Saudi blogger Raif Badawi, the Democratic Opposition in Venezuela and the Russian opposition politician Boris Nemtsov are the three finalists for this year’s Sakharov Prize for Freedom of Thought, after a vote during a meeting of the foreign affairs and development committees and the human rights subcommittee. The laureate will be decided by Parliament’s president and political group leaders on 29 October and the award ceremony will be held in Strasbourg on 16 December.
The finalists for the 2015 Sakharov Prize are:
Raif Badawi is a Saudi Arabian blogger and author of the website Free Saudi Liberals. He was arrested in 2012 and later sentenced to 10 years in prison, 1,000 lashes and a hefty fine for insulting Islamic values on his website. He was administered the first set of 50 lashes in January 2015, the remainder postponed following international protests. Badawi was originally nominated by S&D, ECR and Greens/EFA.
During the formal presentation of the nominees at the end of September, Italian S&D member Pier Antonio Panzeri said: “I can’t imagine today that someone here can be bound in public and be lashed just for being brave and expressing their own opinion. By nominating Raif Badawi we want to honour all of those who are fighting for freedom of expression in the world.”
Polish ECR member Anna Fotyga said: “The ECR group supports the candidacy.”
Hungarian Greens/EFA member Tamás Meszerics said that as a blogger in one of the most repressive systems in the world, Badawi was a symbol for the fight for freedom of speech: “Europe cannot stay silence anymore when individuals face torture or death merely for expressing their ideas in Saudi Arabia.”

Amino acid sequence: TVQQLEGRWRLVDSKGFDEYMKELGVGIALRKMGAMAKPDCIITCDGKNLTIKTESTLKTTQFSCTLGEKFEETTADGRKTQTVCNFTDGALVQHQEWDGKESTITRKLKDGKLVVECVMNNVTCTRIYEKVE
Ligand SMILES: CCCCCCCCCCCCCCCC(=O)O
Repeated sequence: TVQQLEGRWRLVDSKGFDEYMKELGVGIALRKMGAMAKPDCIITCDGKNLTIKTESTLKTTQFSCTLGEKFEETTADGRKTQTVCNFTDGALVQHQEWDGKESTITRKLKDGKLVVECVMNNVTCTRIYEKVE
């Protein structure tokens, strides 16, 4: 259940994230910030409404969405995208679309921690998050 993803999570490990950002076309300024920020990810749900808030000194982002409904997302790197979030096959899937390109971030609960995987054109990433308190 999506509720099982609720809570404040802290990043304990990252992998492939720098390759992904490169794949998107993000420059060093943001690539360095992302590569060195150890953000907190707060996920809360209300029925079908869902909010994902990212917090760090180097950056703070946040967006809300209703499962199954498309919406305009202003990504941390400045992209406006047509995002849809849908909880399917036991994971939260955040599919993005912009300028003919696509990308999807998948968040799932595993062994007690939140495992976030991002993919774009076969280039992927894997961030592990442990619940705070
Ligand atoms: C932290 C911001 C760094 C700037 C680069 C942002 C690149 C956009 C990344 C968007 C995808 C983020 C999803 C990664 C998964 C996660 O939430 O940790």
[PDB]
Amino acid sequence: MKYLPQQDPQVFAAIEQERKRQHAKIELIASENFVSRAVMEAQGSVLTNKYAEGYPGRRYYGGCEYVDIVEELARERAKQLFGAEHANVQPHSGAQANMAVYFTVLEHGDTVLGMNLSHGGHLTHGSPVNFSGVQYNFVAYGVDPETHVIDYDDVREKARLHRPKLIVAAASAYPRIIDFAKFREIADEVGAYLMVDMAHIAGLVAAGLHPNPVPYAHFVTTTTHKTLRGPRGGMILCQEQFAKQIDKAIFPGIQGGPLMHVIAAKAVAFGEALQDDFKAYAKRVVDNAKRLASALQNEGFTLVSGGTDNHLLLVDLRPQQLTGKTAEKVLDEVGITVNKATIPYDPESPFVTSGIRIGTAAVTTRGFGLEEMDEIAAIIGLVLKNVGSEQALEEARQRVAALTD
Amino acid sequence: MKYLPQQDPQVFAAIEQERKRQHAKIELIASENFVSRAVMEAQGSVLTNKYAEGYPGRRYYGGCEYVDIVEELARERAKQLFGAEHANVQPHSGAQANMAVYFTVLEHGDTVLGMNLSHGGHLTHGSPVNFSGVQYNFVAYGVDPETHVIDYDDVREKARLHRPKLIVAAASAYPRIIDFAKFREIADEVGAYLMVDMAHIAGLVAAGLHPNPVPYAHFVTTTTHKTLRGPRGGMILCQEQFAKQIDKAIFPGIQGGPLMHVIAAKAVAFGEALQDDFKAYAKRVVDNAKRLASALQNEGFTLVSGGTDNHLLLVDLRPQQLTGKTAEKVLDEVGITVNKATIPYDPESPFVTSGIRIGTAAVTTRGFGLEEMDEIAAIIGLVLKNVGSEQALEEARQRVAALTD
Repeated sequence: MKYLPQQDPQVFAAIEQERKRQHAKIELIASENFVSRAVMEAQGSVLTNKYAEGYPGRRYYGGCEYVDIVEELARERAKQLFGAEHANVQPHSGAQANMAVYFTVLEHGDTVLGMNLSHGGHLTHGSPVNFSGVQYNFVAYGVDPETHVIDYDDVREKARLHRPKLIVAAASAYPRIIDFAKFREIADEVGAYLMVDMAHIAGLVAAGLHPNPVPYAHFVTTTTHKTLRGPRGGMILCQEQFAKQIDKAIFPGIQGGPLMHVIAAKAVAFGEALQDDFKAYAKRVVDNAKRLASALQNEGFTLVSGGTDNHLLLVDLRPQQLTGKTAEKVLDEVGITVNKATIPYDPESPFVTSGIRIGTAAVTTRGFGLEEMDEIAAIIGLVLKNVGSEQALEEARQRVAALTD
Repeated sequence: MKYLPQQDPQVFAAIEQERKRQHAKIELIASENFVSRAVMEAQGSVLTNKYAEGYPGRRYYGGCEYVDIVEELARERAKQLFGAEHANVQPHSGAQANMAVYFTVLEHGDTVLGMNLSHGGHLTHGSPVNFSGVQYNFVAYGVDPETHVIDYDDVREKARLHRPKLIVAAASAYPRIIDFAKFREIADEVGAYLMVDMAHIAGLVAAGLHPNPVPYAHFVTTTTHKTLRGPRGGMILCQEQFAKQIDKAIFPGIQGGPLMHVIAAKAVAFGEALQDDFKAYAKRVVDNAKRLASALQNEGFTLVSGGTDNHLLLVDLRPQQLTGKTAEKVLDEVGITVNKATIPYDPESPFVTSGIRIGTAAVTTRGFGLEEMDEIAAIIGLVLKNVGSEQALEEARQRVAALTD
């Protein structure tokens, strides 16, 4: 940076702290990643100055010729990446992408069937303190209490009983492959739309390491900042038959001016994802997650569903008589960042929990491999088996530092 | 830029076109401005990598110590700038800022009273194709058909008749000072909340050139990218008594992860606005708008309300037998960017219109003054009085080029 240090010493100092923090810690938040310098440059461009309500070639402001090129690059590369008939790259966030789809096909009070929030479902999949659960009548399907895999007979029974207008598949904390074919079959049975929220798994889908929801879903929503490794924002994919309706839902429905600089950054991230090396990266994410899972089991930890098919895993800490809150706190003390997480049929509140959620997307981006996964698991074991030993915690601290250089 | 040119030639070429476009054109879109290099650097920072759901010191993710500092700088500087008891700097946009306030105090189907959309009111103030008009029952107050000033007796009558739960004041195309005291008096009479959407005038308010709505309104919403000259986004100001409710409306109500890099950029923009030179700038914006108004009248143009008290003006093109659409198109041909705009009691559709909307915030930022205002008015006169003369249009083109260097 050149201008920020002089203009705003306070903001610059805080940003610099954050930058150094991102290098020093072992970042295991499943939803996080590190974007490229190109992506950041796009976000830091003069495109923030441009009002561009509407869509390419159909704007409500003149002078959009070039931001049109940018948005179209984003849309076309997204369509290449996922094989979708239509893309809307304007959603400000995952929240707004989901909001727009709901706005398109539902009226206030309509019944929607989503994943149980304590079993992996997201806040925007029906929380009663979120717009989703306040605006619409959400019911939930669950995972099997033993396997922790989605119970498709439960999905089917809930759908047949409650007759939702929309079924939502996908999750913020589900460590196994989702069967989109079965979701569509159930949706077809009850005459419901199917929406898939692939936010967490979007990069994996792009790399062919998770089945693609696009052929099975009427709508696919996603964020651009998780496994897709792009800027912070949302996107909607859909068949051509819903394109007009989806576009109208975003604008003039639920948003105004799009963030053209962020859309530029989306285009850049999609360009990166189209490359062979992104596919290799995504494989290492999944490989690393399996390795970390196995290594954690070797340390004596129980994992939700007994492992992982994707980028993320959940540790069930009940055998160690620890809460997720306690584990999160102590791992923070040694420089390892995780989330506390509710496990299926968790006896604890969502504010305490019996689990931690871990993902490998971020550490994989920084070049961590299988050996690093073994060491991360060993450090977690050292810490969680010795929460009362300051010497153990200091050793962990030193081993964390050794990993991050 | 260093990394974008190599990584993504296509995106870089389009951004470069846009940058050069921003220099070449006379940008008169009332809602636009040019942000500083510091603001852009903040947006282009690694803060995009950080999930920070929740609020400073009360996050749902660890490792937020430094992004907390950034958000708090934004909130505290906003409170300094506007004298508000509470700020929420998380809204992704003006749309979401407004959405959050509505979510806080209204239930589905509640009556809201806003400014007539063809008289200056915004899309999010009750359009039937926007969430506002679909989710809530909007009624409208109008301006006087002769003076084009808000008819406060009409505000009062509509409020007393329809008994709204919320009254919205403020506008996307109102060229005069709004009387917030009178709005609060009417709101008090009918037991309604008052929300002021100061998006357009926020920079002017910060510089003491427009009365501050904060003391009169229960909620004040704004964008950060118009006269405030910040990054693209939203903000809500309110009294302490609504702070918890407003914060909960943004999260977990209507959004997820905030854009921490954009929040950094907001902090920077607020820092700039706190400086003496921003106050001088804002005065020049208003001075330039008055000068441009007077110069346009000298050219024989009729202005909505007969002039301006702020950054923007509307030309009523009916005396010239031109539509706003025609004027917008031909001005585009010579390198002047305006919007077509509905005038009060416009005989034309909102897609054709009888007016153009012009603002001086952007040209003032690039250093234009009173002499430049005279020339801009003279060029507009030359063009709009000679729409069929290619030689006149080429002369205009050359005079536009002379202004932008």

The democratic opposition in Venezuela Venezuela embodied by the Mesa de la Unidad Democrática and political prisoners
The Mesa de la Unidad democrática was nominated by EPP and MEPs Fernando Maura Barandiarán and Dita Charanzová. It is an election coalition formed in 2008 to unify the opposition to president Hugo Chávez’s political party. Politicians students and opposition leaders have been detained or are under house arrest for exercising their right to freedom.
Spanish EPP member Luis de Grandes Pascual said on behalf of EPP: “While the government [in Venezuela] was democratically elected, at the moment it is exercising a totalitarian control on the population. This collective group is part of the democratic opposition in Venezuela; they are struggling and fighting to exercise their rights.”
Spanish ALDE member Fernando Maura Barandiarán said that awarding the Sakharov Prize to the democratic opposition would be a way of supporting the movement and providing it with some protection.
Boris Nemtsov was a Russian physicist, former deputy prime minister and opposition politician who was assassinated in Moscow in February 2015. He was originally nominated by ALDE. Estonian
ALDE member Urmas Paet said: Nemtsov was “a leading personality of the Russian civil society who worked for a democratic, prosperous and peaceful Russia. (…) As an opposition leader and civil society activist he worked to expose corruption and abuse of political power in Russia. (…) And he paid for it with his life.”
The Sakharov Prize
The Sakharov Prize for Freedom of Thought is awarded each year by the European Parliament. It was set up in 1988 to honour individuals and organisations defending human rights and fundamental freedoms. Last year the prize was awarded to Denis Mukwege.
Nominations for the Sakharov Prize can be made by political groups or by at least 40 MEPs. Based on the nominations, the foreign affairs and development committees vote on a shortlist of three finalists. After that the Conference of Presidents, made up of the EP President and the leaders of the political groups, select the winner.